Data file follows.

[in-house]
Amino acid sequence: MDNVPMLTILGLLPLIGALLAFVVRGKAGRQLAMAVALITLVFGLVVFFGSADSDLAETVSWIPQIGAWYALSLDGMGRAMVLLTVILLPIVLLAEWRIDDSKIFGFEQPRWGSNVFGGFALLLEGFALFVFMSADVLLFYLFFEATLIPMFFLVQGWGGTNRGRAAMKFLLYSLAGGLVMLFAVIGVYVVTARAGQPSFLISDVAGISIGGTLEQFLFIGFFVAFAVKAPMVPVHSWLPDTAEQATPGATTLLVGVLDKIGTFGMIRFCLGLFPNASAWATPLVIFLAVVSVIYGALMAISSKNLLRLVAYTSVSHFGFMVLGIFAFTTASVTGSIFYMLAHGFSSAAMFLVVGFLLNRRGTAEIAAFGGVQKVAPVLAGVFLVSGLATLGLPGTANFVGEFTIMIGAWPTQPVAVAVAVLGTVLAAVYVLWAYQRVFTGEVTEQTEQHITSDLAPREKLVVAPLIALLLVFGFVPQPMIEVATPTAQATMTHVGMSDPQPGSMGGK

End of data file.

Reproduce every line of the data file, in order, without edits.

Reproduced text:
[in-house]
Amino acid sequence: MDNVPMLTILGLLPLIGALLAFVVRGKAGRQLAMAVALITLVFGLVVFFGSADSDLAETVSWIPQIGAWYALSLDGMGRAMVLLTVILLPIVLLAEWRIDDSKIFGFEQPRWGSNVFGGFALLLEGFALFVFMSADVLLFYLFFEATLIPMFFLVQGWGGTNRGRAAMKFLLYSLAGGLVMLFAVIGVYVVTARAGQPSFLISDVAGISIGGTLEQFLFIGFFVAFAVKAPMVPVHSWLPDTAEQATPGATTLLVGVLDKIGTFGMIRFCLGLFPNASAWATPLVIFLAVVSVIYGALMAISSKNLLRLVAYTSVSHFGFMVLGIFAFTTASVTGSIFYMLAHGFSSAAMFLVVGFLLNRRGTAEIAAFGGVQKVAPVLAGVFLVSGLATLGLPGTANFVGEFTIMIGAWPTQPVAVAVAVLGTVLAAVYVLWAYQRVFTGEVTEQTEQHITSDLAPREKLVVAPLIALLLVFGFVPQPMIEVATPTAQATMTHVGMSDPQPGSMGGK